Read Full Post »

Just a reminder that this Saturday there are tours featuring the darker stories of East Cleveland Township Cemetery’s residents. Tours are scheduled for 7 pm and 8:30 pm. Come out, have a good time, and support the efforts to preserve this historic cemetery.

Read Full Post »

101_0580

Visitors and caretakers at this cemetery have reported families in 19th century clothing wandering around this obelisk with their luggage. It seems that the victims of the Ashtabula Train Disaster, ripped so suddenly from life, do not realize they are dead and continue their travels in eternity

101_0575

On December 29, 1876, the Lake Shore and Michigan Railway’s No. 5 Pacific Express train traveling from Erie, Pennsylvania, was approaching Ashtabula, Ohio. Despite the bitter cold outside, the interior of the train was warm and bright courtesy of oil lamps and coal-burning stoves, and the passengers were cheerful and in the holiday spirit. Crossing a bridge that spanned a deep gorge, the engineer of the first engine felt a ominous pull as the cars behind him began to fall with the failing iron truss bridge bridge. Somehow, he managed to uncouple the engine but watched helplessly as the passenger cars plunged into the freezing water. Passengers who weren’t killed by impact faced new threats as they struggled to escape the sinking cars: the paralyzing freezing water filled their voluminous winter clothes while fires erupted from the now-broken oil lamps and overturned coal stoves. Help was slow in arriving at the water’s edge down the steep embankment, and an estimated 90 to 100 people lost their lives that night. The exact number of deceased could never be determined due to the lack of passenger records and the fires that burned many bodies past the point of recognition, but scholars believe at least 160 people were on the train.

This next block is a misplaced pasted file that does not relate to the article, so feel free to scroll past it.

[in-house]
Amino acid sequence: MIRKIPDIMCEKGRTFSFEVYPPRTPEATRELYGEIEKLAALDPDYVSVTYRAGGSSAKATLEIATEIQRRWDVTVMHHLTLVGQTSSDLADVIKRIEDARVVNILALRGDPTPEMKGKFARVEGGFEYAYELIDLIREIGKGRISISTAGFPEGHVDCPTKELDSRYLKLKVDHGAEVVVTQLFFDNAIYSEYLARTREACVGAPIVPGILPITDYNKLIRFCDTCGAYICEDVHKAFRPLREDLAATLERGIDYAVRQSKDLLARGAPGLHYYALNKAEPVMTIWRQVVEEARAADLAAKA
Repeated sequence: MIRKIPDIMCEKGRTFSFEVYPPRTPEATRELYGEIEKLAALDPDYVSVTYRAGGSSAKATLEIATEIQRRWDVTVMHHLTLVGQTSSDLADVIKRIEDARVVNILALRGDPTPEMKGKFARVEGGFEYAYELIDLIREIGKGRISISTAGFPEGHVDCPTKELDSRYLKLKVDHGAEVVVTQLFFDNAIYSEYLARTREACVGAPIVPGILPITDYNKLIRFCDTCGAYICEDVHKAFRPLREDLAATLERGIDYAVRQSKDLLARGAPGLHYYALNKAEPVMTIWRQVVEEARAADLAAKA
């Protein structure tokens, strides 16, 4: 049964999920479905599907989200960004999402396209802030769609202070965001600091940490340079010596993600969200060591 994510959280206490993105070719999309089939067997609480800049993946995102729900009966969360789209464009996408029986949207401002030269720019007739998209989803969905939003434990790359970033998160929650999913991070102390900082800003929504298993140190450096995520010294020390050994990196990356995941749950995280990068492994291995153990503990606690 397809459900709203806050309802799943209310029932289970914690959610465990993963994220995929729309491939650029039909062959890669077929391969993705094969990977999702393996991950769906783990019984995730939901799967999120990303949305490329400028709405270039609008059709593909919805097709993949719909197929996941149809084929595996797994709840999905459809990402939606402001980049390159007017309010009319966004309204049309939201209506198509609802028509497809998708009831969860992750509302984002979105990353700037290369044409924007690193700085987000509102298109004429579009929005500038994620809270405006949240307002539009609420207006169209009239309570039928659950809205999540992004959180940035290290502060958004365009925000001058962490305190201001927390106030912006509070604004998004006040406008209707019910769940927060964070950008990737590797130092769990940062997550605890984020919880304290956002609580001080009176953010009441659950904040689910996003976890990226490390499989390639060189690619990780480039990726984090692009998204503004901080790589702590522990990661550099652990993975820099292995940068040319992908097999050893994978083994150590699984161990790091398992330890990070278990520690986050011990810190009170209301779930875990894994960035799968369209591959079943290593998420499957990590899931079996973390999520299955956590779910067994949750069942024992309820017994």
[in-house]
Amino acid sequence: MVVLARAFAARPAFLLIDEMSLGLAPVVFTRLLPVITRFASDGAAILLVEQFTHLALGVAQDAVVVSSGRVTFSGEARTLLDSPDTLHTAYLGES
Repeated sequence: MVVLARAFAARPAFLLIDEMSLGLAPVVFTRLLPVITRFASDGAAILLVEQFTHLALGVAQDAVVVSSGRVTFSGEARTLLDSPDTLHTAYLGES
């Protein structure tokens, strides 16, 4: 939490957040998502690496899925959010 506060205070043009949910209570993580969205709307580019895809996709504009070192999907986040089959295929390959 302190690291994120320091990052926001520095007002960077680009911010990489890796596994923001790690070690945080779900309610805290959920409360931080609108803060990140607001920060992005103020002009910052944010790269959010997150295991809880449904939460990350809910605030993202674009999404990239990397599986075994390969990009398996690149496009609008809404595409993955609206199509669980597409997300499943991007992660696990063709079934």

101_0576

The monument in Chestnut Grove Cemetery stands specifically in memory to those unrecognized dead. The names of those known to be among them are engraved on the base of the obelisk. Perhaps they are the warmly clad wanders out of time that can be seen milling around the monument some days, seemingly uncomprehending of their fate.

101_0579

Read Full Post »

Spire of St. Patrick's near sunset

I heard another tale of a ghost dog from across the ocean that seemed fitting for this month’s series of tales. St. Patrick’s Cathedral in Dublin (as well as Glasnevin Cemetery) are haunted by a ghostly dog. The black Newfoundland belonged to John McNeill Boyd, who is buried in the cemetery but memorialized inside the cathedral with a statue. Boyd, a sea captain, died trying to rescue sailors on the Irish Sea during a storm in 1861. His body was recovered, and following his funeral, his dog refused to leave the grave, eventually starving to death in the cemetery. Since then, the dog has appeared both at the grave at and the base of his master’s statue inside the cathedral.

100_1387

Read Full Post »

Glendalough Visitor Centre

Not surprisingly, Glendalough has at least one reported ghost. We didn’t see anything there and I found the place to be wonderfully peaceful, but there is supposedly a hooded black figure – one of the monks, possibly St. Kevin himself?

Glendalough

The other ghost is supposedly a woman in red, who St. Kevin beat with nettles and then threw into the lake…oooooooookay. I’ve noticed a lot of ghostly legends revolve around supposedly moral/religious people doing hideous things.

Glendalough

Read Full Post »

Older Posts »

Follow

Get every new post delivered to your Inbox.

Join 942 other followers

%d bloggers like this: